Few white settlers came to the North Dakota region before the 1870's because railroads had not yet entered the area. During the early 1870's, the Northern Pacific Railroad began to push across the Dakota Territory. Large-scale farming also began during the 1870's. Eastern corporations and some families established huge wheat farms covering large areas of land in the Red River Valley. The farms made such enormous profits they were called bonanza farms. White settlers, attracted by the success of the bonanza farms, flocked to North Dakota, rapidly increasing the territory's population. In 1870, North Dakota had 2,405 people. By 1890, the population had grown to 190,983.

North Dakota was named for the Sioux people who once lived in the territory. The Sioux called themselves Dakota or Lakota, meaning allies or friends. One of North Dakota's nicknames is the Peace Garden State. This nickname honors the International Peace Garden, which lies on the state's border with Manitoba, Canada. North Dakota is also called the Flickertail State because of the many flickertail ground squirrels that live in the central part of the state.

North Dakota is in the U.S. region known as the Great Plains. The state shares the Red River of the North with Minnesota to the east. South Dakota is to the south, Montana is to the west, and the Canadian provinces of Saskatchewan and Manitoba are to the north. North Dakota is near the middle of North America with a stone marker in Rugby, North Dakota marking the "Geographic Center of the North American Continent". With an area of 70,762 square miles (183,273 km2),[7] North Dakota is the 19th largest state.[8]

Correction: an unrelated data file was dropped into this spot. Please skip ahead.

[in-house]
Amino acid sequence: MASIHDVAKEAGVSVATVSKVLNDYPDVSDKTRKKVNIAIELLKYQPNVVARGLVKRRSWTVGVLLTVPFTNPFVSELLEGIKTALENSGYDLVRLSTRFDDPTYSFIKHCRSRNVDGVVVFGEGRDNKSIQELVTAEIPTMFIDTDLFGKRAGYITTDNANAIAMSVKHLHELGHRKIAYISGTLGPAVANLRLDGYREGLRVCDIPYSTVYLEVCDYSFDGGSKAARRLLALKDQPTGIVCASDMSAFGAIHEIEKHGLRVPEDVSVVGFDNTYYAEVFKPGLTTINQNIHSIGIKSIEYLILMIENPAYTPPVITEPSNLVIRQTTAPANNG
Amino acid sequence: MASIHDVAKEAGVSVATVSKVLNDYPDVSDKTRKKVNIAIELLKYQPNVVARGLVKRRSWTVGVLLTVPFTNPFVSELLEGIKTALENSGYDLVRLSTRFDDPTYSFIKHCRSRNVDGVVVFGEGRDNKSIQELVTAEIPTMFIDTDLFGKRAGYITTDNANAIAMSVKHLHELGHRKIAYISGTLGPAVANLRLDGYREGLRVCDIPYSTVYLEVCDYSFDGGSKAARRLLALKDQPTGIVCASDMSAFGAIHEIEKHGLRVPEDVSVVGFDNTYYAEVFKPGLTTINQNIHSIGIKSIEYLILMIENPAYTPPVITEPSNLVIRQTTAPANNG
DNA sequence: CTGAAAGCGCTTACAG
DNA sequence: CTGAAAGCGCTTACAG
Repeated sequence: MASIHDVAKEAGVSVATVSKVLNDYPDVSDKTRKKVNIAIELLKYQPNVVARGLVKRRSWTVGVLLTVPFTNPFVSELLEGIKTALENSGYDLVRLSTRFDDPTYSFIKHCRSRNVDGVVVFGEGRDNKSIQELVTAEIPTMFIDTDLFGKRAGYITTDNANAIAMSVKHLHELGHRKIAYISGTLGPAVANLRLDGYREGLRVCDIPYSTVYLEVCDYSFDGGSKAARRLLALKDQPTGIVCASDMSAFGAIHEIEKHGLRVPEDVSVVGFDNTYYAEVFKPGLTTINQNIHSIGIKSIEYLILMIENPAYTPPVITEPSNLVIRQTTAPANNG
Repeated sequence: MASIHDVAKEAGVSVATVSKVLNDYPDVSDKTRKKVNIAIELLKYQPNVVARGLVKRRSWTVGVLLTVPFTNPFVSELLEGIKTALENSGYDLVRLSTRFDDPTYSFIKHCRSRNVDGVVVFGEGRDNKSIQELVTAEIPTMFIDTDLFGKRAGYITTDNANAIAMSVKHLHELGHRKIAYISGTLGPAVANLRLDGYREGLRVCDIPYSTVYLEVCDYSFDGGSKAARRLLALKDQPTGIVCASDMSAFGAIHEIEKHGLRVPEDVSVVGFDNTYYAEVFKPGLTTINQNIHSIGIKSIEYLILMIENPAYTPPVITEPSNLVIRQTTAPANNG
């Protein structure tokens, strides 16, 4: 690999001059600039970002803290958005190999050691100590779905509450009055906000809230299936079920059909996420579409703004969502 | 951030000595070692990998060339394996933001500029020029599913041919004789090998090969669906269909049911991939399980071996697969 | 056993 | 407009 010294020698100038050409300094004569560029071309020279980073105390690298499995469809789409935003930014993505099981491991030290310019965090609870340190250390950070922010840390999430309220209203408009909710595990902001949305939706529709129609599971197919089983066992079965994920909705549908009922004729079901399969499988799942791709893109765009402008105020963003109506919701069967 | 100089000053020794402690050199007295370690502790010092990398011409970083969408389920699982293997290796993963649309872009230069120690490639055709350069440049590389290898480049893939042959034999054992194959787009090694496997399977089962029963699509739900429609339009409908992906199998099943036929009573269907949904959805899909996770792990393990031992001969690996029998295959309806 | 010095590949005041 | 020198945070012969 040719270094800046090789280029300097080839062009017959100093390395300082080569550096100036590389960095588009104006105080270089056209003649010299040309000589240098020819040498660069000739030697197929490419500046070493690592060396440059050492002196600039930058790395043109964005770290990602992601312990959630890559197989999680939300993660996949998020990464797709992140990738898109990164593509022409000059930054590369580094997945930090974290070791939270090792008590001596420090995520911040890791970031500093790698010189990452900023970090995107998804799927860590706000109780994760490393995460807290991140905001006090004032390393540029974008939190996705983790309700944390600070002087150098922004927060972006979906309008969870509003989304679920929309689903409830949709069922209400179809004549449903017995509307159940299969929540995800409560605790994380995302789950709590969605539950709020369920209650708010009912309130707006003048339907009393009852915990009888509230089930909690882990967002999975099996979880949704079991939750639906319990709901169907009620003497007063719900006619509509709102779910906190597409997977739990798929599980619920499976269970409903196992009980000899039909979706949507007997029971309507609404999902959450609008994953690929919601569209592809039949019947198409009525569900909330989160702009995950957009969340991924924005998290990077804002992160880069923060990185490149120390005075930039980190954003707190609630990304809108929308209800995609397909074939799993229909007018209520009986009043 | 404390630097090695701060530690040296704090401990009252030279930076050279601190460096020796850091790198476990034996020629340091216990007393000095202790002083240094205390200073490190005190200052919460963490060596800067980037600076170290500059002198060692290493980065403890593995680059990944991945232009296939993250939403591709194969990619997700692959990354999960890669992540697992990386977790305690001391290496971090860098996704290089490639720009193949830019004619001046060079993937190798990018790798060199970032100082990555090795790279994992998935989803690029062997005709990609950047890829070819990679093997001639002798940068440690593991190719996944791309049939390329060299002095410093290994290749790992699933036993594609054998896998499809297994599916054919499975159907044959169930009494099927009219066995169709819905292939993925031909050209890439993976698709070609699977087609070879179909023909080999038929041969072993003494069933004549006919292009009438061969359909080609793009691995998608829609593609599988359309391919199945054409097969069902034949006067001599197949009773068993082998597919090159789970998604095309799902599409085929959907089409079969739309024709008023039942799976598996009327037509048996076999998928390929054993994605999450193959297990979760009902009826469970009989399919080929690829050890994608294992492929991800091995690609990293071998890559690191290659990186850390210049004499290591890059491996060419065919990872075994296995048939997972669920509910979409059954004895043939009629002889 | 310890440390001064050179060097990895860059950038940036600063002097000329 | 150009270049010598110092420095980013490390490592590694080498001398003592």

View of western North Dakota
Moose in North Dakota

The western half of the state consists of the hilly Great Plains as well as the northern part of the Badlands, which are to the west of the Missouri River. The state's high point, White Butte at 3,506 feet (1,069 m), and Theodore Roosevelt National Park[9] are in the Badlands. The region is abundant in fossil fuels including natural gas, crude oil and lignite coal. The Missouri River forms Lake Sakakawea, the third largest artificial lake in the United States, behind the Garrison Dam.[10]